U.S. President George W. Bush threw his full support behind President Mahmoud Abbas of the Palestinian Authority (PA) last week, declaring the Fatah leader "the president of all the Palestinians."
With Hamas, the Islamist political party backed by Iran and described by the U.S. as a terrorist organization, firmly in control of Gaza, the administration is now attempting to bolster Abbas, who formed a new government in the West Bank following the Hamas takeover in Gaza.
No sooner had Bush, along with Israel and the European Union, pledged to resume the flow of hundreds of millions of dollars in financial aid to the beleaguered PA than neoconservative commentators and some congressmen criticized Washington’s public support of Fatah’s "moderate" Palestinian government and demanded that rigid conditions be placed on any aid sent to the Palestinian territories.
"The administration should condition aid to the Abbas government on his promoting reform," wrote Republican Congressman Eric Cantor in a piece for National Review online. "Fatah must offer Palestinians something better than the engine of corruption and anti-Israel vitriol it has always been."
"We have no choice but to support him. But before we give him the moon, we should insist upon reasonable benchmarks of both moderation and good governance exactly what we failed to do in the Oslo process," wrote columnist Charles Krauthammer in the Washington Post.
Hidden between the lines is the belief among neoconservatives that there is no Palestinian "partner" for peace, that Fatah isn’t the answer, and that there is no near-term solution to the Arab-Israeli conflict, a position that bolsters the interventionist policies that have taken root within the neoconservative camp.
"The Palestinians are a backward people, indoctrinated toward brutality. They don’t rate a sovereign state or anyone’s help until they civilize themselves," wrote Andrew C. McCarthy of the Foundation for Defense of Democracies in National Review online.
"We are enabling their hatred when we provide support without insisting that the Palestinian people not just Abbas and Fatah, but the people convincingly forswear revolution, terrorism, violence, ethnic-cleansing, and the goal of eliminating Israel."
While Bush’s embrace of Abbas’ emergency government appears to signal a dramatic shift in U.S. foreign policy, neoconservatives need not worry about just how much U.S. money will go to prop up the troubled Palestinian leadership. Even before Hamas swept the January 2006 Palestinian elections, U.S. aid to the PA was heavily monitored, barred, and restricted by Congress, and it does not appear that Bush’s most recent overtures will translate into significant disbursement of funds.
"The whole business of putting onerous conditions on Palestinians has created the disaster that is occurring today. Equally absurd is the idea that the neocons are jumping for joy over the idea that there will not be a Palestinian state," said M.J. Rosenberg, director of policy analysis for the dovish Israel Policy Forum (IPF).
"[Neoconservatives’] goal is the destruction of the idea of a Palestinian state, and it’s as ridiculous and offensive as it was the first 20 or 30 years when the Arab leaders were saying Israel was an artificial construction that could just disappear," he said.
When Abbas came to power after the death of Yasser Arafat in 2004, Congress imposed strict limitations on funds for the Palestinians and demanded that the administration provide detailed reports regarding every dollar spent in the Palestinian territories.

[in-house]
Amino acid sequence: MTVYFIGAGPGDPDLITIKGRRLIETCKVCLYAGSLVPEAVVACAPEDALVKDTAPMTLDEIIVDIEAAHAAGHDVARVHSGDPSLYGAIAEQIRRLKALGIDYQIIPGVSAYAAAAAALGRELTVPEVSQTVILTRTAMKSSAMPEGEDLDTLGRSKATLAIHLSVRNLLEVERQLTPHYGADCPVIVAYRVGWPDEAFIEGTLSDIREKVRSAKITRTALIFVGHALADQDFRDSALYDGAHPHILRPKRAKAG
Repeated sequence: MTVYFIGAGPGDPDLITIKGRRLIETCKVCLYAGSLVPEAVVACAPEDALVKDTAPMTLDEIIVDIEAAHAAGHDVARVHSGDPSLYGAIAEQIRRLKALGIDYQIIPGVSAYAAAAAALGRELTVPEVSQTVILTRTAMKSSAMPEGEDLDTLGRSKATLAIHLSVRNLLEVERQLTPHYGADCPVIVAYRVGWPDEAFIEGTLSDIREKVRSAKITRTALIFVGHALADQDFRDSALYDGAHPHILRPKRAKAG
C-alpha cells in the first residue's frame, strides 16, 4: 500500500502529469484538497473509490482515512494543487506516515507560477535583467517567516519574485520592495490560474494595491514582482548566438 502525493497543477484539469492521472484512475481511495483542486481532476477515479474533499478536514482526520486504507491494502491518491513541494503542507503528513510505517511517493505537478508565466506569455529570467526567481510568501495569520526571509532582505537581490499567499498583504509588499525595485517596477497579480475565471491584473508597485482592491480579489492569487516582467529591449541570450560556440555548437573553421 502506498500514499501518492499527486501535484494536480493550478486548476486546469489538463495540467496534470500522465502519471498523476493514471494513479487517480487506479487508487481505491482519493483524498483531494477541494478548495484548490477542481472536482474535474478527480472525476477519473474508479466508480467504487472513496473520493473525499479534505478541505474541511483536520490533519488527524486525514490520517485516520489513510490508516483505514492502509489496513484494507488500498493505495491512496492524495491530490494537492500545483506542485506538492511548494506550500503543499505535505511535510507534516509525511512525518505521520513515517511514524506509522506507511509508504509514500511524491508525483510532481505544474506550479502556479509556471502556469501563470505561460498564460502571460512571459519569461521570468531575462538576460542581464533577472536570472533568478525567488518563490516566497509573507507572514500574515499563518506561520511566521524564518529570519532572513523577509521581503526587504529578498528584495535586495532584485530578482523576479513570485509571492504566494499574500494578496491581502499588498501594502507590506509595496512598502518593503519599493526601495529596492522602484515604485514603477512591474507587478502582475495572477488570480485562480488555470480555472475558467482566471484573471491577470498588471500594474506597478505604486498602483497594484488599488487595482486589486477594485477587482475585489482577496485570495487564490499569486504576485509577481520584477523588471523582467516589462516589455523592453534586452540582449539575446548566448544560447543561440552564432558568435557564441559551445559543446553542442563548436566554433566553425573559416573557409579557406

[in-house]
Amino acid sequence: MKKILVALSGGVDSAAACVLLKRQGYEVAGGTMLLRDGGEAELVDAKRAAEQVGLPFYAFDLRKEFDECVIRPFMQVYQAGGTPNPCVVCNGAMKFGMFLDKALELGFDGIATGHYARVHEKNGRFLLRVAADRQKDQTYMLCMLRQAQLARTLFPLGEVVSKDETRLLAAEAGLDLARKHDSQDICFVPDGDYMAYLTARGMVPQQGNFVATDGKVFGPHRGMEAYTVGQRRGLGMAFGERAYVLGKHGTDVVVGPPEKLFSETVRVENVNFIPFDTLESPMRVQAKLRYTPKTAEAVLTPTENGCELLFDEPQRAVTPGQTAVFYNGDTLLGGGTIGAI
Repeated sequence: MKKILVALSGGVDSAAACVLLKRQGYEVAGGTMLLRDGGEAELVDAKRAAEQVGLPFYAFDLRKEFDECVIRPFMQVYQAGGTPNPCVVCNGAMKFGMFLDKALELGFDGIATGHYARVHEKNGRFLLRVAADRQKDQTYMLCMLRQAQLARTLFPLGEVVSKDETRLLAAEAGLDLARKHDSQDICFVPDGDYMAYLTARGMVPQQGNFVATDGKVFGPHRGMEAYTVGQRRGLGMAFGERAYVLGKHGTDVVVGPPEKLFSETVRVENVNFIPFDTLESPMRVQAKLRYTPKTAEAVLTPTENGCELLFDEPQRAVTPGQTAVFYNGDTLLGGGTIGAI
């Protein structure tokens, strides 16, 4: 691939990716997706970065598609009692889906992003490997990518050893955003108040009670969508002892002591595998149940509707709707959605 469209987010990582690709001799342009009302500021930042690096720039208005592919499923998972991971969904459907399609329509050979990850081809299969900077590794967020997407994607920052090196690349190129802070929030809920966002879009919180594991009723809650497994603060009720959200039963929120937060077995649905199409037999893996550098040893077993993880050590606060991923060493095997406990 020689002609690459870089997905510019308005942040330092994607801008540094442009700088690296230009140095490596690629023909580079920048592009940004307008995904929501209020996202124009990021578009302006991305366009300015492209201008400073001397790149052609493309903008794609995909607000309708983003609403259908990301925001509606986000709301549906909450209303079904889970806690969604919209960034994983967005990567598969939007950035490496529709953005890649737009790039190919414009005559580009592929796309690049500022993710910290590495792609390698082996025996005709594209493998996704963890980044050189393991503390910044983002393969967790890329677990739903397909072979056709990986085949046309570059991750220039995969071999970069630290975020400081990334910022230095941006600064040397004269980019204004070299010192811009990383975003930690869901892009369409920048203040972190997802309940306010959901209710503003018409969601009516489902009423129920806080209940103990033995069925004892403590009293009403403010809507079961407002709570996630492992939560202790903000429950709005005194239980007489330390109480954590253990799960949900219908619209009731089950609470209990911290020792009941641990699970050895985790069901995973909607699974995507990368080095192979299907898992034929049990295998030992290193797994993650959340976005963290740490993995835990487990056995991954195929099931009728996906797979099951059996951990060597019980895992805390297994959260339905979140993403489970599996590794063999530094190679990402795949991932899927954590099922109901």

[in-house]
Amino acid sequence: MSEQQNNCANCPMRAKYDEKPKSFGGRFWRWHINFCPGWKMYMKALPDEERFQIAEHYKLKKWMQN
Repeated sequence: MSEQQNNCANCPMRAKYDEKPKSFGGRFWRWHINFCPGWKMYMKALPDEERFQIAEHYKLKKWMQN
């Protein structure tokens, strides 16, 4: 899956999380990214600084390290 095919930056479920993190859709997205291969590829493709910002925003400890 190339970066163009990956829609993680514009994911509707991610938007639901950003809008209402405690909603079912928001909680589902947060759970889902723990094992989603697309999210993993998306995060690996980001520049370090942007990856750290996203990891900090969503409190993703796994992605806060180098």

What little economic support the U.S. does provide to the Palestinian territories is channeled through international aid organizations, such as USAID and the United Nations Relief and Works Agency.
"As we’ve seen in the past, Congress is more sacred than the pope and places conditions that are far more rigorous," said Ori Nir, communications director of Americans for Peace Now, a Zionist pro-peace group.
Israel has also withheld between $500 million and $600 million from the Palestinian government since Hamas won Palestinian parliamentary elections in January 2006. Under a 1994 economic pact, Israel collects income tax from Palestinians who work in Israel and customs levied from Palestinian goods that come through the borders.
On Monday, Israeli Prime Minister Ehud Olmert announced that Israel would disburse $350 million immediately, with the assurance from Abbas’ government that the funds will not fall into the hands of Hamas. Israel froze those transfers once Hamas came to power.
"We need to see a new situation with the Palestinians as an opportunity which will lead eventually to talks on forming a Palestinian state," said Olmert at a press briefing following his Tuesday meeting at the White House. "We need to strengthen the financial situation in the Palestinian Authority and to create opportunities for cooperation."
When asked if pro-Israel lobby groups were in the process of promoting legislation aimed at severely restricting the flow of aid to Abbas’ newly formed government, Josh Block, spokesman for the American Israel Public Affairs Committee, acknowledged that, at least temporarily, there was a general climate of opportunity to support Abbas.
"We’d like to see [the PA] succeed, but we have to make sure that American taxpayer money goes to the right place, under commonsense conditions auditing, accounting transparency," said Block. "That kind of accountability is what we would expect from anybody everywhere."
Other critics argue that while Bush’s public support of Abbas and the "two-state solution" is a positive step that reflects the realist vision of Secretary of State Condoleezza Rice, it is too little too late.
"It’s better than nothing. It’s half of a good idea," said Rosenberg. "It would have been a great idea if they would have done it when it mattered."